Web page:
My Spanish self: How learning a new language has expanded more than my vocabulary

In high school, I hated my Spanish class and resisted learning the language every step of the way.

“Why should I?” I wondered. After all, the guy at my favorite taco stand already spoke English. So instead of listening, I passed notes, stared out the window, and generally didn’t participate unless called on. Señor Steel tried his best to pry my attention with references to The Grateful Dead –my only real subject of interest at the time.

“¿Jerry Garcia es muy bueno, no?” or “¿Dónde esta el concerto de Grateful Dead?”

But these days, as I spend my winters in Mexico, learning Spanish has become suddenly fascinating. Not only is it pragmatically useful for getting around, but it also serves to legitimize these overly long tropical sojourns. “To learn Spanish,” I explain studiously.

I’ve always been told there was some merit in learning another language. It’s a way to become more multi-cultural and less Anglo-centric, and it probably prevents Alzheimer’s. What I didn’t know is how adopting a new language would reformat my thinking.

During my winters in Mexico, I occupy a totally different brain, a more creative brain. My whole adjective-noun-verb worldview shifts, and I break from the bounds of English cliché. There I find a wide-open space of expression.With a limited vocabulary, I’m forced into new and sometimes absurd ways of saying things. “Is the machine sleeping?” I’ve asked a bartender when the jukebox wasn’t working. Instead of “The sun is setting,” I’ll say, “The sun says goodbye.” And after a particularly heady night at the disco, I might dub my potent margarita “El Diablo.”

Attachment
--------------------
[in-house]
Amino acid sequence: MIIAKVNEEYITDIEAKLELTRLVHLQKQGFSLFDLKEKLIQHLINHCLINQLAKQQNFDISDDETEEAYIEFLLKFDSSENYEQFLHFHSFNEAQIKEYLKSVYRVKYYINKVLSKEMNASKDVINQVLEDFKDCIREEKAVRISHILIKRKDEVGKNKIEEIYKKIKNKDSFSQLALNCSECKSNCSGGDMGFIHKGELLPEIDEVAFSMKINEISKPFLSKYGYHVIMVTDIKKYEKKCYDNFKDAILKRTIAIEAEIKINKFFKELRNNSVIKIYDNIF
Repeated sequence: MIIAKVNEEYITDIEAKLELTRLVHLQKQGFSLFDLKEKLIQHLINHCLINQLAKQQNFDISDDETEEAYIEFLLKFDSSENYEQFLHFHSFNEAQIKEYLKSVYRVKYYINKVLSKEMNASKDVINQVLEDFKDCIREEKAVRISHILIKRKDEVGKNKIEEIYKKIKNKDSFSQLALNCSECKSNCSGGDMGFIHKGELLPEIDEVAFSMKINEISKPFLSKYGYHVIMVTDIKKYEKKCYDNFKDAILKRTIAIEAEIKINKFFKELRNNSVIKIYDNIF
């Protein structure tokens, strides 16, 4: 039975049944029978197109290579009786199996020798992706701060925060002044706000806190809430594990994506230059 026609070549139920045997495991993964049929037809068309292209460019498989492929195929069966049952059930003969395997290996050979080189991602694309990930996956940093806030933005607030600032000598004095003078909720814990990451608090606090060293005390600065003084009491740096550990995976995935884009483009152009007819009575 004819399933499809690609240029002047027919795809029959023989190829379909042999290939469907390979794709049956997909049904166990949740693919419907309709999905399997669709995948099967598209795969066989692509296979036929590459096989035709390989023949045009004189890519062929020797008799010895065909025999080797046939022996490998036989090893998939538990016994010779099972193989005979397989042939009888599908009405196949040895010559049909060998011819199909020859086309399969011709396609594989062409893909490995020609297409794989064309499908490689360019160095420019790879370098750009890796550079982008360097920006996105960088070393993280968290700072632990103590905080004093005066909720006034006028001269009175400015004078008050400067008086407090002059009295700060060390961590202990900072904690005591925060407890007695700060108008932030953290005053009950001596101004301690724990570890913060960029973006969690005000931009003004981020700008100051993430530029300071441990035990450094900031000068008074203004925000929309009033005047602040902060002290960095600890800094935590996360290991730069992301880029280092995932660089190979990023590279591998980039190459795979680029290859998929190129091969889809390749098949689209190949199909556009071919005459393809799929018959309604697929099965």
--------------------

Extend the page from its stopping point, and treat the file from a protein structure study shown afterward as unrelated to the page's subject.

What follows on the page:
Of course, I make inadvertent mistakes as well. Once, giving a friend directions to my hotel, I said “Va tres cuadernos alli!” or “Go three notebooks that way!” Instead of asking for a cuchillo — a knife – I’ve asked for a cucaracha. And purchasing aspirin for my headache, I’ve explained to the pharmacist, “Tengo un dolor de calabaza” (“There is a pain in my pumpkin”). And I always confuse the llenar-llevar-llamar-llegar verbs – just like I did back in high school Spanish class.

But here’s the thing: I no longer care. In this new language, I’ve become bold – a person unafraid of mistakes. Last season, I even became something of a poet, writing long, languorous love poems for my Spanish-speaking beau, Javier. He delighted in every misshapen line.

The day I left, Javier blew kisses from the pier as my boat pulled away. His messy black curls tossed in the wind. He looked so content, so noble, and so handsome that I was tempted to jump from the boat and swim back to him. Instead, I leaned over the bow and became a babbling Neruda: “You are like art!” I hollered. “You are like a light!” I took another stab at it: “Eres un pelicano!”

His huge white smile beamed at me like a lighthouse.

Whenever I return to the U.S., I slip back into familiar English, and become my regular self again — hemmed in by platitudes and worn-out idioms. I go back to saying dull things like “Hi, how are you?’ and “Nice weather.” But I still yearn for the sensual feel of “ias” and “ios” and “ientes” filling my mouth. I long to roll my ‘r’s. But mostly I miss my Spanish-self – that quirky, childlike, and unpredictable person I get to be for a few months each year.

When I think back to my high school Spanish class, I feel bad. Señor Steel tried everything to get me to learn Spanish. But if I didn’t understand it then, at least I get it now: to learn a new language is to make your mind new again. That is my point. This story is going to bed now, the words are sleepy, and my pumpkin is empty.

Christina Ammon is a freelance writer traveling around the world in a truck made of garbage. For more information about her and her travels, visit

[flickr image via lipar]